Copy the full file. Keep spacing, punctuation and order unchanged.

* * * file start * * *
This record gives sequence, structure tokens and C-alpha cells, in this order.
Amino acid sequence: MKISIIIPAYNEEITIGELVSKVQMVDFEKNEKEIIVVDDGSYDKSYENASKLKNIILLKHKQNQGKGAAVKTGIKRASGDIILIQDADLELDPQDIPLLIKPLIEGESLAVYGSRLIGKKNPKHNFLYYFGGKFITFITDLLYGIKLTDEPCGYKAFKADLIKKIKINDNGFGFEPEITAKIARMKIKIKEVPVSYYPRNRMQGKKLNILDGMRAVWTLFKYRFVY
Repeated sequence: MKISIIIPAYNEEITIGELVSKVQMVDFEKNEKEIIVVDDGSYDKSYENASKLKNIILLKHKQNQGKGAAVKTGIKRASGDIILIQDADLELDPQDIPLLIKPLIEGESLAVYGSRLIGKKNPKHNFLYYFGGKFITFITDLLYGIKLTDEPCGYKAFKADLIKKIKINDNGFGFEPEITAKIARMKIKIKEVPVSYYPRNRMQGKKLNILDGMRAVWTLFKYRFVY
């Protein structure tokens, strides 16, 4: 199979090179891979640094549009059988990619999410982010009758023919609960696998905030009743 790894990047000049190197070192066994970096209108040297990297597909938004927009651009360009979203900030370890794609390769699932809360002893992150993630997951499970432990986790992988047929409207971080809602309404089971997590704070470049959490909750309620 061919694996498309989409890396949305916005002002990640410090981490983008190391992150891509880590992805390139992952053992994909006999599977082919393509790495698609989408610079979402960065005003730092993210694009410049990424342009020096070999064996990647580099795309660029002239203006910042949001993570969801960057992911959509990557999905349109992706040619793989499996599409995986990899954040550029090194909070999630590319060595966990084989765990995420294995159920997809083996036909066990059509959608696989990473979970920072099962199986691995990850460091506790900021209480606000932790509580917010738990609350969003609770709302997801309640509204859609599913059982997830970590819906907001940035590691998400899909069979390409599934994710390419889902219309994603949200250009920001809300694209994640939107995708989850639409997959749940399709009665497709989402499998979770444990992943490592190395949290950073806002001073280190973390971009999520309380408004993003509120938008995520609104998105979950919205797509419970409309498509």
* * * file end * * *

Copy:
This record gives sequence, structure tokens and C-alpha cells, in this order.
Amino acid sequence: MKISIIIPAYNEEITIGELVSKVQMVDFEKNEKEIIVVDDGSYDKSYENASKLKNIILLKHKQNQGKGAAVKTGIKRASGDIILIQDADLELDPQDIPLLIKPLIEGESLAVYGSRLIGKKNPKHNFLYYFGGKFITFITDLLYGIKLTDEPCGYKAFKADLIKKIKINDNGFGFEPEITAKIARMKIKIKEVPVSYYPRNRMQGKKLNILDGMRAVWTLFKYRFVY
Repeated sequence: MKISIIIPAYNEEITIGELVSKVQMVDFEKNEKEIIVVDDGSYDKSYENASKLKNIILLKHKQNQGKGAAVKTGIKRASGDIILIQDADLELDPQDIPLLIKPLIEGESLAVYGSRLIGKKNPKHNFLYYFGGKFITFITDLLYGIKLTDEPCGYKAFKADLIKKIKINDNGFGFEPEITAKIARMKIKIKEVPVSYYPRNRMQGKKLNILDGMRAVWTLFKYRFVY
């Protein structure tokens, strides 16, 4: 199979090179891979640094549009059988990619999410982010009758023919609960696998905030009743 790894990047000049190197070192066994970096209108040297990297597909938004927009651009360009979203900030370890794609390769699932809360002893992150993630997951499970432990986790992988047929409207971080809602309404089971997590704070470049959490909750309620 061919694996498309989409890396949305916005002002990640410090981490983008190391992150891509880590992805390139992952053992994909006999599977082919393509790495698609989408610079979402960065005003730092993210694009410049990424342009020096070999064996990647580099795309660029002239203006910042949001993570969801960057992911959509990557999905349109992706040619793989499996599409995986990899954040550029090194909070999630590319060595966990084989765990995420294995159920997809083996036909066990059509959608696989990473979970920072099962199986691995990850460091506790900021209480606000932790509580917010738990609350969003609770709302997801309640509204859609599913059982997830970590819906907001940035590691998400899909069979390409599934994710390419889902219309994603949200250009920001809300694209994640939107995708989850639409997959749940399709009665497709989402499998979770444990992943490592190395949290950073806002001073280190973390971009999520309380408004993003509120938008995520609104998105979950919205797509419970409309498509």